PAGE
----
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Thread: Splitting 220

  1. #1
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    Default Splitting 220

    I will be helping a friend change out an electric water heater next week and I discovered that the 220 breaker for the W/H also controls the outlet that the refrigerator is plugged into. I recall hearing that you can't split a 220 circuit to feed a 110, and not being an electrician, I don't remember why. Can someone explain it
    I suffer from CDO ... Its like OCD, but in alphabetical order, LIKE IT SHOULD BE!!!

  2. #2
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    Default Re: Splitting 220

    You can if there's a neutral. Sometimes people will tie the neutral connection of the 120V outlet to the ground wire to make it work, but that's not considered safe.

    Regardless, it's a violation of code to do what you've described. The water heater requires a dedicated circuit.

    The proper way to split it out would be to install a subpanel in the circuit at the point you want to split. However, that subpanel would need to have separate ground and neutral going back to the main panel; ground and neutral may not be bonded in the subpanel.
    The "Senior Member" designation under my name doesn't mean I know a lot, it just means I talk a lot.I've been a DIYer since I was 12 (thanks, Dad!). I have read several books on various home improvement topics. I do not have any current code books I can refer to. I was an apprentice plumber for two years.

  3. #3
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    Default Re: Splitting 220

    The other problem; the heavier gauge wires and breaker for the 30 amp circuit will not trip for the 20 amp outlet like it should. Which is why its a bad idea and against code.

  4. #4
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    Default Re: Splitting 220

    I seem to recall something about it unbalancing the circuit. Probably because the shared neutral could backfeed the other leg of the 220 if there were ever a fault of some sort.
    I suffer from CDO ... Its like OCD, but in alphabetical order, LIKE IT SHOULD BE!!!

  5. #5
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    Default Re: Splitting 220

    I don't think the imbalance would be a huge issue, although the fridge circuit is probably relatively unprotected like this. I'd do something different for the fridge and leave the WH to itself, as it should be. Double-breakers are sometimes reluctant to fully trip with only one side overloaded, and I've seen problems with that. Sometimes the breaker partially trips and burns the contacts inside leading to breaker failure and/or undercurrent to the one side. That's not good for motors and electronics. I learned about this from hearing a 60Hz hum in a panel and tracing it to a double-breaker as you describe. The breaker was trying to trip but was just short of being able to. It smelled burnt when I removed it so I put a new one in and rewired the single to another lightly-loaded circuit since the panel was over-full already and a new panel out of the question due to cost. The new setup is still working fine.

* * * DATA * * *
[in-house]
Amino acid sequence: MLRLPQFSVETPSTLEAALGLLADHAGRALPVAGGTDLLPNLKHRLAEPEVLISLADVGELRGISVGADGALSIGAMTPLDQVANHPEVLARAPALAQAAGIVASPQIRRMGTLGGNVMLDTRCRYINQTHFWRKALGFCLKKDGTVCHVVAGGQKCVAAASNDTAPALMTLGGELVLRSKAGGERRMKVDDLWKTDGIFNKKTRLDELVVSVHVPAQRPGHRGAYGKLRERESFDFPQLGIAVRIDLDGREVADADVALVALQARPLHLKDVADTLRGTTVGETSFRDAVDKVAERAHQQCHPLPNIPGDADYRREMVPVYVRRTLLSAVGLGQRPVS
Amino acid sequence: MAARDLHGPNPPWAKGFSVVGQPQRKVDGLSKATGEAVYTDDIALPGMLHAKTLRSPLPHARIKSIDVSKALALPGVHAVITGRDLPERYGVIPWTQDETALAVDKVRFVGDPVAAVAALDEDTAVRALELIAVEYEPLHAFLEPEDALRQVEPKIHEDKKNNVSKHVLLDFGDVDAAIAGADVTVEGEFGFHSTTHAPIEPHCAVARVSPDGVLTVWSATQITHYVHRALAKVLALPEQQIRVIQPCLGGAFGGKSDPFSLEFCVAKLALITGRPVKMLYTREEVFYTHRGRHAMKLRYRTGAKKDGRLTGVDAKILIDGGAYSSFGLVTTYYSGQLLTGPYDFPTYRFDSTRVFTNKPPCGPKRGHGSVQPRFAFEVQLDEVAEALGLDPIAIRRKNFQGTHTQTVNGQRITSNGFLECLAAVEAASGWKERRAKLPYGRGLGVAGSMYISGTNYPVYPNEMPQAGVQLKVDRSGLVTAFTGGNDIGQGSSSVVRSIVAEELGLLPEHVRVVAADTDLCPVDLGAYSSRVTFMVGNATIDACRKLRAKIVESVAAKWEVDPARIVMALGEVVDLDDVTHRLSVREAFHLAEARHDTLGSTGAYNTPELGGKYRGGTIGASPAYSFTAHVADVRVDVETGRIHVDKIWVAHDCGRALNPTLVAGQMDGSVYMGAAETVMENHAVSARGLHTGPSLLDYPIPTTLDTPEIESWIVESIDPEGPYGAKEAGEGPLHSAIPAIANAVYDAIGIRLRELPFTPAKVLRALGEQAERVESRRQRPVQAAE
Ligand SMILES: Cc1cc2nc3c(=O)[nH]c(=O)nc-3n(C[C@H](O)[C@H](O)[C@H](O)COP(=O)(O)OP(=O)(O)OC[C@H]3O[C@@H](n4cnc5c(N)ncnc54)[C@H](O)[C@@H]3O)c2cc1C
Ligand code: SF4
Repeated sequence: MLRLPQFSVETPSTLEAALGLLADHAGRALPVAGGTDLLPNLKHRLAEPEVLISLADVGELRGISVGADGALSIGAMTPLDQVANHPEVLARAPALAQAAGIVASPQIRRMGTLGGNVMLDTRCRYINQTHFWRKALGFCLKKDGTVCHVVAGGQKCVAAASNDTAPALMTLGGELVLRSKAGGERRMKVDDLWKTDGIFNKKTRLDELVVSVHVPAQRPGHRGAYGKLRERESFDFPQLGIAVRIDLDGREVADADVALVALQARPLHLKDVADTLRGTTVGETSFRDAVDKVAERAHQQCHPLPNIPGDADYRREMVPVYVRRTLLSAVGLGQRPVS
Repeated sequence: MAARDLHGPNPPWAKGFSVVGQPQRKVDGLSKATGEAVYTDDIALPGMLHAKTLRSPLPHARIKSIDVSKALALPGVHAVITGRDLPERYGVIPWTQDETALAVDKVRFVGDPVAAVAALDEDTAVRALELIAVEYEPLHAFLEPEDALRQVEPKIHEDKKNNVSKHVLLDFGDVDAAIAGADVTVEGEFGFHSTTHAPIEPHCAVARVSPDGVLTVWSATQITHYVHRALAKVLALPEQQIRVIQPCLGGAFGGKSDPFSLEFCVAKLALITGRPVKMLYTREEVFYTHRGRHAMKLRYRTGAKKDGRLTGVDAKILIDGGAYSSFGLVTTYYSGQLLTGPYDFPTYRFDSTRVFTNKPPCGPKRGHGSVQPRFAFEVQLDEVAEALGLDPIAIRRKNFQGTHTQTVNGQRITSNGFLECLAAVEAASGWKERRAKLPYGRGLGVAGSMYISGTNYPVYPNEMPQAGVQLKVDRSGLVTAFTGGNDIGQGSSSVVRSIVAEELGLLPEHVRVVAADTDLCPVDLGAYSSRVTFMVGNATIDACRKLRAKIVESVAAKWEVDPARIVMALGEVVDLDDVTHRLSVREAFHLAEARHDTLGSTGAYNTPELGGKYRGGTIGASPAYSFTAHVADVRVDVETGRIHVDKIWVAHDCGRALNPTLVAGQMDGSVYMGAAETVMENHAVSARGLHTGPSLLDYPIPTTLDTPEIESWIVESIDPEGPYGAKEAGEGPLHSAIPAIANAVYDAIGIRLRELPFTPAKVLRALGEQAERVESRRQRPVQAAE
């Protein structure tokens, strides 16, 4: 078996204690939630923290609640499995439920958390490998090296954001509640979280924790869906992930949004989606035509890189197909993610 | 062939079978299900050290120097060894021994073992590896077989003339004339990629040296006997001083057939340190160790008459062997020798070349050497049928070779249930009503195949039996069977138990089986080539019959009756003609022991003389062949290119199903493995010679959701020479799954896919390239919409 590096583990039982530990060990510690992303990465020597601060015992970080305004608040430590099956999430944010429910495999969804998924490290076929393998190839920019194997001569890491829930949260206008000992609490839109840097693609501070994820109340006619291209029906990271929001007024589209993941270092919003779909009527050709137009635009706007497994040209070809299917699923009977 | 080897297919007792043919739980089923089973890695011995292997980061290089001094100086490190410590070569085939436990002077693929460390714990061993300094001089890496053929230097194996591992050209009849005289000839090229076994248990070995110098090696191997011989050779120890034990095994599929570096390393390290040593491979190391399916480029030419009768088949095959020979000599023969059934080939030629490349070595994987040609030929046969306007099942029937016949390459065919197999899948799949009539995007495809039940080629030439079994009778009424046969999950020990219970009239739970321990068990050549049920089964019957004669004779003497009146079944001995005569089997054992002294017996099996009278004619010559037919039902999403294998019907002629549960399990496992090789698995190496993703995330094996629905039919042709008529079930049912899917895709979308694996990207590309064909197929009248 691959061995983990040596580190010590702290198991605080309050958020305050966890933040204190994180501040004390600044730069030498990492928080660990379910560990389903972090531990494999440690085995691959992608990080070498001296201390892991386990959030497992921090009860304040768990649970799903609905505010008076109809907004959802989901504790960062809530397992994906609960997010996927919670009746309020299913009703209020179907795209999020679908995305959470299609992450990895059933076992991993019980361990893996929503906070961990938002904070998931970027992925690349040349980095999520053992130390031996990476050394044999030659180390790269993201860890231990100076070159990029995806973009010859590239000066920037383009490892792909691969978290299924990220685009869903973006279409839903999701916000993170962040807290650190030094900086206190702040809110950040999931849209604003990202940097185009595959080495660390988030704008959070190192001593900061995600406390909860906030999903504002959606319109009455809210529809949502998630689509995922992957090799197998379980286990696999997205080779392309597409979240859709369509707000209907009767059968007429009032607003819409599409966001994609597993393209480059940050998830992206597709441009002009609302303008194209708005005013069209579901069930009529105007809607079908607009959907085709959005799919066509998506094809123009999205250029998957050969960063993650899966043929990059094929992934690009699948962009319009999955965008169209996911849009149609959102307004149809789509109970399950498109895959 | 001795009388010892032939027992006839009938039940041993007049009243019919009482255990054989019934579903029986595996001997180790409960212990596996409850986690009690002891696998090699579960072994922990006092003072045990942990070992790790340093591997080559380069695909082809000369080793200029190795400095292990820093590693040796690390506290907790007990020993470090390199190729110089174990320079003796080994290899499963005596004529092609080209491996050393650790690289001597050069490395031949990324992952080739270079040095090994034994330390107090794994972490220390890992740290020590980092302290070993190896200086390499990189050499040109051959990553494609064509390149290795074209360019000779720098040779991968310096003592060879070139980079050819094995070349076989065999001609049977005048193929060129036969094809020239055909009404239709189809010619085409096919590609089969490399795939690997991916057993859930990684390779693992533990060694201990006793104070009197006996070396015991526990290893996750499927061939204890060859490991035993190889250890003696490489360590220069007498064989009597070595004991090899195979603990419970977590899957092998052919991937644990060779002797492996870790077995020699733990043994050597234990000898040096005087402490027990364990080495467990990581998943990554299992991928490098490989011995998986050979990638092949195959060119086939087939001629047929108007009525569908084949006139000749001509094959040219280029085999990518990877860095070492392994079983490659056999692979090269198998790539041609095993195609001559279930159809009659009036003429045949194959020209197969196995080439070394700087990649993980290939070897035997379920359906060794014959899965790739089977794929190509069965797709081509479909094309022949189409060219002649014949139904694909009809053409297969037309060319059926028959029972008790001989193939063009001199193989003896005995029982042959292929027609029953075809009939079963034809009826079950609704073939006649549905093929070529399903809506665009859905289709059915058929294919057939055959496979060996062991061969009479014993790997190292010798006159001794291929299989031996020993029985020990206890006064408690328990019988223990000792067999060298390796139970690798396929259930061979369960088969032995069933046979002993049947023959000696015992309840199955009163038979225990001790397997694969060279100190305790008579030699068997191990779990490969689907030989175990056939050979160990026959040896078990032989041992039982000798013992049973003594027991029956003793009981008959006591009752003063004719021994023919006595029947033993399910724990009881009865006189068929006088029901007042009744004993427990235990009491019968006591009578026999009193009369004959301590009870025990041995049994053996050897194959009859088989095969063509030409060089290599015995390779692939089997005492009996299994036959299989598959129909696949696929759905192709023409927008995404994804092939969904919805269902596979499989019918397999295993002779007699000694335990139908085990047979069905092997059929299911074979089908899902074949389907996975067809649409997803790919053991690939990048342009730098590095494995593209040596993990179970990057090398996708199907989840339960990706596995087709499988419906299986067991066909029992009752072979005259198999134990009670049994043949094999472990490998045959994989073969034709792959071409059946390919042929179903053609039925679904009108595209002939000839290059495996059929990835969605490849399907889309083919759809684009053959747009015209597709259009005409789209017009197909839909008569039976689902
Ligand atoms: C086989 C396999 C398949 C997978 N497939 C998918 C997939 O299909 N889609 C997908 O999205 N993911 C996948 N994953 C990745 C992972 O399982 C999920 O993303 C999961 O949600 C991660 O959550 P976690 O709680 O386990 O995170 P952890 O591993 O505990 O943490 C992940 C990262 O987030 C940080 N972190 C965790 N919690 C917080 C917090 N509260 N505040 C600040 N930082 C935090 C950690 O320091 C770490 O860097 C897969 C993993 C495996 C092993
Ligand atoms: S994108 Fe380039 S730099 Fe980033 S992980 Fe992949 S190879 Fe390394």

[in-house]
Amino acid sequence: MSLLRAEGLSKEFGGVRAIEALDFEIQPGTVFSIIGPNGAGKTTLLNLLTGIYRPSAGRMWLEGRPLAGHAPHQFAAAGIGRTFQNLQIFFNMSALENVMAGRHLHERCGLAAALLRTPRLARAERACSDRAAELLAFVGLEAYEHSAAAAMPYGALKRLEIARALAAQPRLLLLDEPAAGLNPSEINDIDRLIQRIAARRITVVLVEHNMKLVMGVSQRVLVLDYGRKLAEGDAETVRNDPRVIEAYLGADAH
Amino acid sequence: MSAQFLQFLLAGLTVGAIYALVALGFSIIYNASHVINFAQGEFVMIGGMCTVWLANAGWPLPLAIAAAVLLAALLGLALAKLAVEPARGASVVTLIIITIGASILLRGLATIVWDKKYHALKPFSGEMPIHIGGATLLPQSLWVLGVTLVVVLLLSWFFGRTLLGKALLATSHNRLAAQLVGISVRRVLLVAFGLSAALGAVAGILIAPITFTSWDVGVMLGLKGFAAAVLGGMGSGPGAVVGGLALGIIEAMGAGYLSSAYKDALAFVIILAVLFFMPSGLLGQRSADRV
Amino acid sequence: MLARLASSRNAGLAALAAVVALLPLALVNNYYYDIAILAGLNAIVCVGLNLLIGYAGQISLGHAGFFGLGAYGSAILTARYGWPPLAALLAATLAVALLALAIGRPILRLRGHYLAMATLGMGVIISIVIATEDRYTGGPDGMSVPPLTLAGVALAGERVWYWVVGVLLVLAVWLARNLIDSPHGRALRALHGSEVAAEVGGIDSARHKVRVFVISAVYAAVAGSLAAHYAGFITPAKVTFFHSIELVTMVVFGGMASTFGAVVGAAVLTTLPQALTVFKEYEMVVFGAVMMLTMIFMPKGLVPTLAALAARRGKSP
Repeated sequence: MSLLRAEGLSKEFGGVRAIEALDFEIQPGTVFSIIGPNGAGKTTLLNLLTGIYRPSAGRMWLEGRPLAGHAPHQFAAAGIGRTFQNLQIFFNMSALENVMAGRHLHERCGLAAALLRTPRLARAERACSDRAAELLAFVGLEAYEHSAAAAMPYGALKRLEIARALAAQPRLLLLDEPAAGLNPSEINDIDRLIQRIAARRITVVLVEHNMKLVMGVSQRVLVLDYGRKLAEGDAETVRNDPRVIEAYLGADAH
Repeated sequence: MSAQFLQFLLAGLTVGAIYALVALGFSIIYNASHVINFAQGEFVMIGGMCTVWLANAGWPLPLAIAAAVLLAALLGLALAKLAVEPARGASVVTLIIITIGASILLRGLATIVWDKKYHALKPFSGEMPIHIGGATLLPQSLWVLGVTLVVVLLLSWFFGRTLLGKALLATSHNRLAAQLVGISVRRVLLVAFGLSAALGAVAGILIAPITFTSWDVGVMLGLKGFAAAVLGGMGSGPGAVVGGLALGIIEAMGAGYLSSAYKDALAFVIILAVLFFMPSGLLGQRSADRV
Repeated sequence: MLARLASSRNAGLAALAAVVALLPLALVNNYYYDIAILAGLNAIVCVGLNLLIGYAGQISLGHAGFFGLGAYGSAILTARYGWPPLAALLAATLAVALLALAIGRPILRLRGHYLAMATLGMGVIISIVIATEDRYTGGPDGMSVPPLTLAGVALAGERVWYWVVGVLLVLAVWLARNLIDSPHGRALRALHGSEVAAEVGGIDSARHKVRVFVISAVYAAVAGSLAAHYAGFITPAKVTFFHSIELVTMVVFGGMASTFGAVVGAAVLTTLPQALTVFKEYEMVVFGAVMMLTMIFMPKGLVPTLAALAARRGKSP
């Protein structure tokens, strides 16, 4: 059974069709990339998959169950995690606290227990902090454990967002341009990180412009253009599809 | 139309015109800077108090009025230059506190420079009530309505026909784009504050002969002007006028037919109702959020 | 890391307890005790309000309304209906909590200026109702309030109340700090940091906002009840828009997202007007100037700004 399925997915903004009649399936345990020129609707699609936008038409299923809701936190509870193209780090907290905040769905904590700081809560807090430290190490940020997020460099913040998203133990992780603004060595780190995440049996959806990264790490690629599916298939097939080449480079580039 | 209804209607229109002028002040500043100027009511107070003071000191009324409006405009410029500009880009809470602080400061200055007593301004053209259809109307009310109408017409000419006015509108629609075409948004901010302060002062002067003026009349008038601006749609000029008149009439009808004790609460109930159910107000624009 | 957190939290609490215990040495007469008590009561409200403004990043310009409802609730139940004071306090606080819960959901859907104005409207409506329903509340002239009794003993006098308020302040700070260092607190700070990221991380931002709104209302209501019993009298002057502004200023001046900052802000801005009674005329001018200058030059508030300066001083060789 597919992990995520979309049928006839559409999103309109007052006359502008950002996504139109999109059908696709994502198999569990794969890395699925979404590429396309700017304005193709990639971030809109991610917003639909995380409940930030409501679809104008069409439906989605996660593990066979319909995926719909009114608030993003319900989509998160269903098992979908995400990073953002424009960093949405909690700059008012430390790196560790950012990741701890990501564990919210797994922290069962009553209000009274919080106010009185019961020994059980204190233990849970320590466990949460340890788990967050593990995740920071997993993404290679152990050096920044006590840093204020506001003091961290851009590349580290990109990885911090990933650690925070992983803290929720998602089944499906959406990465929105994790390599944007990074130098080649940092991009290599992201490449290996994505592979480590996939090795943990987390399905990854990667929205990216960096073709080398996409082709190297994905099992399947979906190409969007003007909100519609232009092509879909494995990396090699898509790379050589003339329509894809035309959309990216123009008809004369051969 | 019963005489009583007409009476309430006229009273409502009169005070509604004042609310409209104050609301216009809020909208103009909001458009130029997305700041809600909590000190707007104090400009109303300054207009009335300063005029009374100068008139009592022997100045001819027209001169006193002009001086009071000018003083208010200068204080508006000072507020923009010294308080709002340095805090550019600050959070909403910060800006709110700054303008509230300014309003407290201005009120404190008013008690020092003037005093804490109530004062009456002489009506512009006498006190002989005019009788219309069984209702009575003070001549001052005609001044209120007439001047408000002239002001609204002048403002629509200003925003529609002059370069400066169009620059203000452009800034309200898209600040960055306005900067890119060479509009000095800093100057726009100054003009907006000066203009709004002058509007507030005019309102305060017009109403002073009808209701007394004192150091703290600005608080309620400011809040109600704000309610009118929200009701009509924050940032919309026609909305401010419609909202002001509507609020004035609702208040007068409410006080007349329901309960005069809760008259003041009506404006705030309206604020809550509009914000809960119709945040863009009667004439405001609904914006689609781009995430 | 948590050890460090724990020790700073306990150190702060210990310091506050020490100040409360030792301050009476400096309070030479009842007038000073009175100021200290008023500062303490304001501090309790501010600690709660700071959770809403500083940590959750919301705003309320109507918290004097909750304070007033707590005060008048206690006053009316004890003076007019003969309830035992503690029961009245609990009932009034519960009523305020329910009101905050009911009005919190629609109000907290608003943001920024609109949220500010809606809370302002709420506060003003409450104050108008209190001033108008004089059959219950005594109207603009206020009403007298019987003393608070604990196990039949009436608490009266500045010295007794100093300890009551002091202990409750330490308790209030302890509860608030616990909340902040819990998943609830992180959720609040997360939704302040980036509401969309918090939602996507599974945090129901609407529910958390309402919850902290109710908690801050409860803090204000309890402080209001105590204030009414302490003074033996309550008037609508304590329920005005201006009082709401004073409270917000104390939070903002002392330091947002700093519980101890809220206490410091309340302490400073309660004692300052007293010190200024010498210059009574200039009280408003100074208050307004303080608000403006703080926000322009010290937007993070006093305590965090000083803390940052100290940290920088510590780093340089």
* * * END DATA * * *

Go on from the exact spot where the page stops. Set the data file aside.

Lots of things that can happen in theory don't quite work out the same way in practice. I've seen what you describe numerous times and so long as the wiring can handle the current it seems to usually work well enough even if it's not code-worthy. The odds are against it being a problem, but that one mis-called bet could be lethal so it's best approached accordingly.

    Phil

  6. #6
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    Default Re: Splitting 220

    Quote Originally Posted by A. Spruce View Post
    I will be helping a friend change out an electric water heater next week and I discovered that the 220 breaker for the W/H also controls the outlet that the refrigerator is plugged into. I recall hearing that you can't split a 220 circuit to feed a 110, and not being an electrician, I don't remember why. Can someone explain it
    As others have said, the WH needs a 30A breaker, so it can't legally be run to a 15/20 receptacle.

    Also, since a typical 4500W element draws 18.75A if you did try to hook a receptacle to half of the circuit you would trip the breaker pulling over 11.25A at the receptacle, if the WH was running.

    And, you wouldn't have a neutral for the receptacle, unless you ran a new wire, which defeats the whole purpose.
    Good Luck from Columbiana, Alabama
    Maurice Turgeon, Hidden Content

  7. #7
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    Default Re: Splitting 220

    Quote Originally Posted by The Semi-Retired Electric View Post
    As others have said, the WH needs a 30A breaker, so it can't legally be run to a 15/20 receptacle.

    Also, since a typical 4500W element draws 18.75A if you did try to hook a receptacle to half of the circuit you would trip the breaker pulling over 11.25A at the receptacle, if the WH was running.

    And, you wouldn't have a neutral for the receptacle, unless you ran a new wire, which defeats the whole purpose.
    I was hoping you'd stop by this thread.

    My friend did mention that he's had issues with the breaker popping, or at least the waterheater not working. He's had the elements replaced with no improvement of function, or minimal improvement at best. Sounds like the issue with no hot water might actually be the circuit rather than the W/H itself. I think I may have the electrician over before we change the W/H, just to be sure that isn't the problem. The W/H is old enough to be replaced, so it's no big deal either way.

    Thanks for your input.
    I suffer from CDO ... Its like OCD, but in alphabetical order, LIKE IT SHOULD BE!!!

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